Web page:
Dos and don’ts on handling a regulatory investigation

December 21, 2012

By Stuart Gittleman, Compliance Complete

NEW YORK, Dec. 21 (Thomson Reuters Accelus) – A “highly polarized (and) politicized environment” had made the job of defending against a regulatory investigation particularly challenging, Lawrence Zweifach, a Gibson Dunn law partner, told attendees at a New York City Bar Association program last week. But there are steps a firm can to take to face the challenges.

The high-pressured atmosphere is affecting judges, regulators and legislators, and leading to cases “that will not stand up in the long run” to be brought, said Andrew Levander, a Dechert law partner.

There are fewer financial-statement fraud cases as a result of the Sarbanes-Oxley Act, but the Securities and Exchange Commission is increasingly focusing on individuals, particularly lawyers and other gatekeepers, Fried Frank law partner Dixie Johnson said.

The SEC is less hesitant than before to charge individuals, Walter Ricciardi, a Paul Weiss law partner, said, adding that the SEC has been delegating investigative responsibility to lower-level officials over the past four years.

Moreover, registrants are starting to see multidisciplinary inquiries, with officials from the SEC divisions of Corporation Finance and Trading & Markets joining examiners from the Office of Compliance Inspections and Examinations, said Davis Polk law partner Linda Thomsen. The resulting staff “curiosity” can create different standards, a diffused focus and less oversight over starting investigations, added Thomsen, a former SEC enforcement director.

Dos and don’ts

The first thing a chief compliance officer of an investment or fund adviser should do on learning of an SEC investigation is to not panic, Chris Lewis, general counsel of Alaric Compliance Services, said at a briefing hosted by Herbert L. Jamison & Co., a commercial insurance broker.

Noting that the SEC has additional powers under the Dodd-Frank Act through its administrative proceedings, Lewis said the chief compliance officer and the firm should:

  • stop the potentially violative conduct unless the firm truly intends to defend the investigation;
  • notify counsel immediately after notifying senior management, especially if a whistleblower may have been involved;
  • form an internal group including the firm’s general counsel and senior managers;
  • initiate a document hold and communicate warnings against destruction throughout the firm;
  • bring people into the inquiry on an as-needed basis, without making it the “water-cooler topic of the day”;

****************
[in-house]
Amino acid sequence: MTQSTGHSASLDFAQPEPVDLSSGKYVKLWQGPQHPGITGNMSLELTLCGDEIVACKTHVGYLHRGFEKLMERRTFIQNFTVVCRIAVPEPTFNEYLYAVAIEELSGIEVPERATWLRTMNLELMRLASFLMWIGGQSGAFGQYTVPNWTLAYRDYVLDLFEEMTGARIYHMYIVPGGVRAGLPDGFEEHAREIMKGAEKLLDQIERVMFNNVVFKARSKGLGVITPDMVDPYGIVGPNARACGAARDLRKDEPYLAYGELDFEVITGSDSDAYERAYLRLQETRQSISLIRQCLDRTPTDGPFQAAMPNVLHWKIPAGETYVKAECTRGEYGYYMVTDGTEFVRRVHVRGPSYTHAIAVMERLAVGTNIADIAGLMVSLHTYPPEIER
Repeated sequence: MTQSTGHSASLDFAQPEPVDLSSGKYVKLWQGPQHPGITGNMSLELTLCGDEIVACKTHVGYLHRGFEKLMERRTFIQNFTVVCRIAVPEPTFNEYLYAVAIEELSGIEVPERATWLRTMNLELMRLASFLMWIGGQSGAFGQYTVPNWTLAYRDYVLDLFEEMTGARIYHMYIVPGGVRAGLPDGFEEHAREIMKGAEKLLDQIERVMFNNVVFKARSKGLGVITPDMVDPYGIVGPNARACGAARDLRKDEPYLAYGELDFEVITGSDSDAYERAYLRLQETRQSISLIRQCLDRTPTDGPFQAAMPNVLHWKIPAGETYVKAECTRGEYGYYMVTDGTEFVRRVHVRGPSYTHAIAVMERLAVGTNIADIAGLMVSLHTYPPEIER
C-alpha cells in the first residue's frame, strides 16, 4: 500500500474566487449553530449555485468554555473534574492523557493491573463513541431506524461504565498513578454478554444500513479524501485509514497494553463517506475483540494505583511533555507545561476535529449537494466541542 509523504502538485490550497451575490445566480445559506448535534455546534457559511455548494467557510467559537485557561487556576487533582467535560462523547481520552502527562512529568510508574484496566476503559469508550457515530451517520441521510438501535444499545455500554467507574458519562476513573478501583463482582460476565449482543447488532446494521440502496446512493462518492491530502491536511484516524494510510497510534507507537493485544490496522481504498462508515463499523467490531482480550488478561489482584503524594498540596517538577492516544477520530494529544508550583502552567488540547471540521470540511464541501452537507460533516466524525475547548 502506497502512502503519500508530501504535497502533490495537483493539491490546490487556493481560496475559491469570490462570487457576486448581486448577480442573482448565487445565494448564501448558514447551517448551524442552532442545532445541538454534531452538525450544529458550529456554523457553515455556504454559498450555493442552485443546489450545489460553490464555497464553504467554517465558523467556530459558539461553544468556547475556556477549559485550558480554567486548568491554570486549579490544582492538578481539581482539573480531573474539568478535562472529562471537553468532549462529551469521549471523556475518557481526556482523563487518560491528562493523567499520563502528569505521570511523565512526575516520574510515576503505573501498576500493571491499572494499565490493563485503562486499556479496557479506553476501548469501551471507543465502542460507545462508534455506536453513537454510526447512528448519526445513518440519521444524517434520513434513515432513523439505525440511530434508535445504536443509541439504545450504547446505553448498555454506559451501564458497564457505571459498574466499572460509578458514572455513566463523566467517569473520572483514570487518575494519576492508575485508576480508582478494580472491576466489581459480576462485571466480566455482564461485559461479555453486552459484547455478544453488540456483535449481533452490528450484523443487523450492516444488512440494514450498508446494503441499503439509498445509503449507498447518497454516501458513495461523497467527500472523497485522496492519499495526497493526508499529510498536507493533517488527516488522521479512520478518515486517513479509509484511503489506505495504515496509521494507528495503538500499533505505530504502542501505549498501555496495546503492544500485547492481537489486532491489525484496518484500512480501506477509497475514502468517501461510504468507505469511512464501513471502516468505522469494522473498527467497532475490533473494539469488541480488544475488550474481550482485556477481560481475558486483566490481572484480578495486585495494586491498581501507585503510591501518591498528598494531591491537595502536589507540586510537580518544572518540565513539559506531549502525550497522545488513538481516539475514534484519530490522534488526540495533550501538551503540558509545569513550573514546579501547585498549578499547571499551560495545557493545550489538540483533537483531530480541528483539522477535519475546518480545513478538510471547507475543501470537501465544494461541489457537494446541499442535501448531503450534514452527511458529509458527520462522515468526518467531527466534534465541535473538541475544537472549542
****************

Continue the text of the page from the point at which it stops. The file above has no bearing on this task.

• gather the facts;
  • notify the firm’s insurance carrier to provide potential coverage of investigative and defense costs, but not any disgorgement and penalties;
  • identify everyone who was involved in the focus of the investigation;
  • determine who could be adversely impacted if the allegations have merit, such as clients or investors, and whether anyone would benefit if the alleged conduct occurred, such as the firm, its affiliates or third parties;
  • assess the culpability factors, without necessarily documenting the considerations;
  • identify how the conduct was detected;
  • decide how to proceed legally, including determining what other resources may be needed, such as forensic accountants, and whether to conduct an internal or external investigation;
  • determine whether to self-report the matter to the SEC or other relevant regulators;
  • determine whether, when and how to disclose the existence of an ongoing investigation to clients, investors and the board;
  • determine whether to discipline culpable employees;
  • determine whether to remediate the alleged harm;
  • generally document the steps taken;
  • reassess the firm’s disclosure practices;
  • put the topic in a high-risk area in internal assessment, and develop policies and procedures for overseeing it; and
  • determine whether the firm needs better public relations and investor relations.

Lewis said it is critical that the CCO or the firm does not:

  • destroy, alter or fabricate documents;
  • make intemperate remarks that could become public;
  • conduct an incomplete fact-finding inquiry, or cover up findings; or
  • avoid public relations missteps, such as “front-running” the investigation before it officially starts, which may be considered obstruction or a lack of cooperation. An investigation is not necessarily a business killer, Gary Stein, a Schulte Roth & Zabel law partner, told the attendees, but in certain areas such as insider trading, the SEC and the Department of Justice’s “successes only whet their appetites more.”

Other priorities include the Foreign Corrupt Practices Act, especially involving relationships and transactions between the firm and sovereign wealth fund investors, valuation, manipulation such as marking the close, and misrepresenting the extent of the firm’s “skin in the game” of client investments, Stein said.

Stein also urged firms to have policies and procedures in advance to limit disclosures to “material” matters that the firm has determined before the inquiry was started.

(This article was produced by the Compliance Complete service of Thomson Reuters Accelus ( Compliance Complete ( provides a single source for regulatory news, analysis, rules and developments, with global coverage of more than 230 regulators and exchanges. Follow Accelus compliance news on Twitter at:

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